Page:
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Alligator Snapping Turtle (Macroclemys temminckii)



Alligator Snapping Turtle (Macroclemys temminckii)
Order: Testudines, Family: Chelydridae

Nearctic: Alligator snapping turtles are native to the southeastern region of the United States. They are confined to the river systems that drain into the Gulf of Mexico.



I. GEOGRAPHIC RANGE
  • Nearctic: Alligator snapping turtles are native to the southeastern region of the United States. They are confined to the river systems that drain into the Gulf of Mexico.
II. PHYSICAL CHARACTERISTICS
  • Mass: 70 to 80 kg.
  • The alligator snapping turtle is the largest freshwater turtle in the world. It is characterized by three large, pronounced ridges that run from the front to the back of the carapace. It has powerful jaws and a large head, and it is unique among snapping turtles for having eyes on the side of its head. The alligator snapping turtle looks very primitive and has been called the dinosaur of the turtle world.
III. FOOD HABITS
  • The alligator snapping turtle is both a scavenger and an active hunter. It most actively forages for food during the night. During the day, it usually lies quietly in the bottom of a dark body of water and opens its jaw to reveal a small pink worm-like lure in the back of its gray mouth. The lure attracts fish, and when the fish enter the jaws, they are either swallowed whole, sliced in two by the sharp jaws, or impaled on the sharp tips of the upper and lower jaws. The alligator snapping turtle eats any kind of fish and also eats frogs, snakes, snails, worms, clams, crayfish, aquatic plants, and other turtles. The turtles feed year round by taking advantage of warm winter days to search for food.
IV. REPRODUCTION
  • During reproduction, the male alligator snapping turtle mounts the back of the female. He grasps her shell with all four of his feet and inseminates her. It is unlikely that females reproduce more than once a year, and some females lay eggs on an alternate-year basis. The turtles mate in early spring in Florida and late spring in the Mississippi Valley. They nest about two months later in a nest approximately 50 meters from the shore. All nests are dug in the sand and clutch success is highly variable. A clutch may contain 8 to 52 eggs and incubation takes 100 to 140 days. Hatchlings, therefore, emerge in the fall. The sex of the hatchling is determined by the incubation temperature and the hatchlings look very much like adults. Sexual maturity occurs in 11 to 13 years.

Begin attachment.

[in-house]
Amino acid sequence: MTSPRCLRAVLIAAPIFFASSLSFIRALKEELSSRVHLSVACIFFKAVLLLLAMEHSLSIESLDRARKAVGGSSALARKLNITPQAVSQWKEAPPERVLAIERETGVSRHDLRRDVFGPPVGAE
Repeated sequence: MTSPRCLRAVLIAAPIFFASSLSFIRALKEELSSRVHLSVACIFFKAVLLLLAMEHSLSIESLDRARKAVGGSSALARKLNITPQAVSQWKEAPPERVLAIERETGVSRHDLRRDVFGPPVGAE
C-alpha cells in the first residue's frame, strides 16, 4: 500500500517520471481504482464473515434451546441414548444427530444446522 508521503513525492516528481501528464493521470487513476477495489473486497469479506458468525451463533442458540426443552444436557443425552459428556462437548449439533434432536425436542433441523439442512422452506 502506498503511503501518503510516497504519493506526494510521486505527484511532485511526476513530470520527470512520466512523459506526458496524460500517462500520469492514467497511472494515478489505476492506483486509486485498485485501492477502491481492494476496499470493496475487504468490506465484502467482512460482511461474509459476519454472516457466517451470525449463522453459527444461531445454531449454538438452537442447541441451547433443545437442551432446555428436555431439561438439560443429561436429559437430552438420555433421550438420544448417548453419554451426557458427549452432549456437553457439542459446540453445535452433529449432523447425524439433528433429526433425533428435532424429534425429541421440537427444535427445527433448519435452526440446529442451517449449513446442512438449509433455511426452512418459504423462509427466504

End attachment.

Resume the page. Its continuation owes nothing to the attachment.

V. BEHAVIOR
  • Alligator snapping turtles spend most of their time in the water, and generally only nesting females venture on land. They are solitary, and there is very little social structure or parental care. The turtles stay submerged for 40 to 50 minutes at a time, and only go to the surface for air. They are so motionless under water that algae can cover their backs and make the turtles almost invisible to fish.
VI. HABITAT
  • Alligator snapping turtles live in freshwater areas in the southeastern United States. They generally live in the deep water of large rivers, canals, lakes, swamps, and rivers. Hatchlings and juveniles usually live in small streams.
  • Biomes: freshwater lake, freshwater rivers
VII. ECONOMIC IMPORTANCE FOR HUMANS
  • Alligator snapping turtles play a role in freshwater ecosystems. Adults are not a source of food for any animals other than humans, but eggs and hatchlings are a source of food for large fish, racoons, and birds. The adults, however, are important predators. Humans find them valuable for their unique appearance and their meat.
VIII. CONSERVATION
  • The main threat to the alligator snapping turle is humans, who these reptiles for their meat.
IX. OTHER COMMENTS
  • There is an unverified legend that a 403 lb alligator snapping turtle was found in the Neosho River in Kansas in 1937.



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